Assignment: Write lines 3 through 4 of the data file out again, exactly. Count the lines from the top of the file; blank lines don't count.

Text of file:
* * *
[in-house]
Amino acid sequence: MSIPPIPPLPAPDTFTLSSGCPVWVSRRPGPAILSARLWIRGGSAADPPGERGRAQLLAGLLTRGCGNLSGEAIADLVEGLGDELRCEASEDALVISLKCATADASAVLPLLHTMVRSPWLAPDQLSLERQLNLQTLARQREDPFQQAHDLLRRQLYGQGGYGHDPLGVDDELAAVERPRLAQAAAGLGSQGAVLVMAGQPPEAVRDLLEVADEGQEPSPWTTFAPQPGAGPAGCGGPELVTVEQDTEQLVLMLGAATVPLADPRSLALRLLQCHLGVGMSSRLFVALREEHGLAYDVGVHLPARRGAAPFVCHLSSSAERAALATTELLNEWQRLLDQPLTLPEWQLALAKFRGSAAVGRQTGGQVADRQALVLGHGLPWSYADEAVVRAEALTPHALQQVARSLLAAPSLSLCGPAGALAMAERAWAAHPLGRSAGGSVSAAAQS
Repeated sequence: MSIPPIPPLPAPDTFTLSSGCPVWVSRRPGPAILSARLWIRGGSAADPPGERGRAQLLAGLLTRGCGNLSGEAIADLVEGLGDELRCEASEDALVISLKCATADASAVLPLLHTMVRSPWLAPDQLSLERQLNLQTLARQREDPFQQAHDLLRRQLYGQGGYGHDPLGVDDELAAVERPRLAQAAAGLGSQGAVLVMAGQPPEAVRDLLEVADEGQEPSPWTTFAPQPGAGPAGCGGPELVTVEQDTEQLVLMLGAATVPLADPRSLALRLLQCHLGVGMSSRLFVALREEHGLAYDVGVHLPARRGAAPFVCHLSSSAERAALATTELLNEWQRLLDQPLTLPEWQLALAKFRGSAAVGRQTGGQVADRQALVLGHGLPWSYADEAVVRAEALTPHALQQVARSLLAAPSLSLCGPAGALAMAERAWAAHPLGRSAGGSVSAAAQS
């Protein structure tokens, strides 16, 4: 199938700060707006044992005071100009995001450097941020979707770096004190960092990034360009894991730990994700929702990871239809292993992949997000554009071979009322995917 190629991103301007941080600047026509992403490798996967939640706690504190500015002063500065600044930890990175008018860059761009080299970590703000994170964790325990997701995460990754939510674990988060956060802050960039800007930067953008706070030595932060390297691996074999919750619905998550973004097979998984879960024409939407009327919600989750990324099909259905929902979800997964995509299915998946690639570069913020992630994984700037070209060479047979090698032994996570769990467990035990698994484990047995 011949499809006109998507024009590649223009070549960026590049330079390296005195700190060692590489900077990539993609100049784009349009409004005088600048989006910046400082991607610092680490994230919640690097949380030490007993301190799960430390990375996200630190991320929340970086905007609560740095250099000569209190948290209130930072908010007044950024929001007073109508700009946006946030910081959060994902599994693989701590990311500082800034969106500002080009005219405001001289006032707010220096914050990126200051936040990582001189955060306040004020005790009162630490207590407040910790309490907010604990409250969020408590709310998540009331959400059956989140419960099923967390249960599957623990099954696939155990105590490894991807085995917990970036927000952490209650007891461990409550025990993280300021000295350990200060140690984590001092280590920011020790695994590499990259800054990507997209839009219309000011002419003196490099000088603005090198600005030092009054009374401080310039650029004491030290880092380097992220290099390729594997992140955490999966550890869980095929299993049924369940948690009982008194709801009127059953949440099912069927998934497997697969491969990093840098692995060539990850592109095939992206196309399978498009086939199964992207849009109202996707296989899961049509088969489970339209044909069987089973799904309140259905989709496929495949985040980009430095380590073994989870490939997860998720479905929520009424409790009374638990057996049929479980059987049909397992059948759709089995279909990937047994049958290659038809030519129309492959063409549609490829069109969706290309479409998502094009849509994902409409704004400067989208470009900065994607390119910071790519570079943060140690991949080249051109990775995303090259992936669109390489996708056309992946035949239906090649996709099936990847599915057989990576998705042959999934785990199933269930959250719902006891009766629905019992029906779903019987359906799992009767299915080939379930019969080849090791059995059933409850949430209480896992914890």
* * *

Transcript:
Repeated sequence: MSIPPIPPLPAPDTFTLSSGCPVWVSRRPGPAILSARLWIRGGSAADPPGERGRAQLLAGLLTRGCGNLSGEAIADLVEGLGDELRCEASEDALVISLKCATADASAVLPLLHTMVRSPWLAPDQLSLERQLNLQTLARQREDPFQQAHDLLRRQLYGQGGYGHDPLGVDDELAAVERPRLAQAAAGLGSQGAVLVMAGQPPEAVRDLLEVADEGQEPSPWTTFAPQPGAGPAGCGGPELVTVEQDTEQLVLMLGAATVPLADPRSLALRLLQCHLGVGMSSRLFVALREEHGLAYDVGVHLPARRGAAPFVCHLSSSAERAALATTELLNEWQRLLDQPLTLPEWQLALAKFRGSAAVGRQTGGQVADRQALVLGHGLPWSYADEAVVRAEALTPHALQQVARSLLAAPSLSLCGPAGALAMAERAWAAHPLGRSAGGSVSAAAQS
């Protein structure tokens, strides 16, 4: 199938700060707006044992005071100009995001450097941020979707770096004190960092990034360009894991730990994700929702990871239809292993992949997000554009071979009322995917 190629991103301007941080600047026509992403490798996967939640706690504190500015002063500065600044930890990175008018860059761009080299970590703000994170964790325990997701995460990754939510674990988060956060802050960039800007930067953008706070030595932060390297691996074999919750619905998550973004097979998984879960024409939407009327919600989750990324099909259905929902979800997964995509299915998946690639570069913020992630994984700037070209060479047979090698032994996570769990467990035990698994484990047995 011949499809006109998507024009590649223009070549960026590049330079390296005195700190060692590489900077990539993609100049784009349009409004005088600048989006910046400082991607610092680490994230919640690097949380030490007993301190799960430390990375996200630190991320929340970086905007609560740095250099000569209190948290209130930072908010007044950024929001007073109508700009946006946030910081959060994902599994693989701590990311500082800034969106500002080009005219405001001289006032707010220096914050990126200051936040990582001189955060306040004020005790009162630490207590407040910790309490907010604990409250969020408590709310998540009331959400059956989140419960099923967390249960599957623990099954696939155990105590490894991807085995917990970036927000952490209650007891461990409550025990993280300021000295350990200060140690984590001092280590920011020790695994590499990259800054990507997209839009219309000011002419003196490099000088603005090198600005030092009054009374401080310039650029004491030290880092380097992220290099390729594997992140955490999966550890869980095929299993049924369940948690009982008194709801009127059953949440099912069927998934497997697969491969990093840098692995060539990850592109095939992206196309399978498009086939199964992207849009109202996707296989899961049509088969489970339209044909069987089973799904309140259905989709496929495949985040980009430095380590073994989870490939997860998720479905929520009424409790009374638990057996049929479980059987049909397992059948759709089995279909990937047994049958290659038809030519129309492959063409549609490829069109969706290309479409998502094009849509994902409409704004400067989208470009900065994607390119910071790519570079943060140690991949080249051109990775995303090259992936669109390489996708056309992946035949239906090649996709099936990847599915057989990576998705042959999934785990199933269930959250719902006891009766629905019992029906779903019987359906799992009767299915080939379930019969080849090791059995059933409850949430209480896992914890």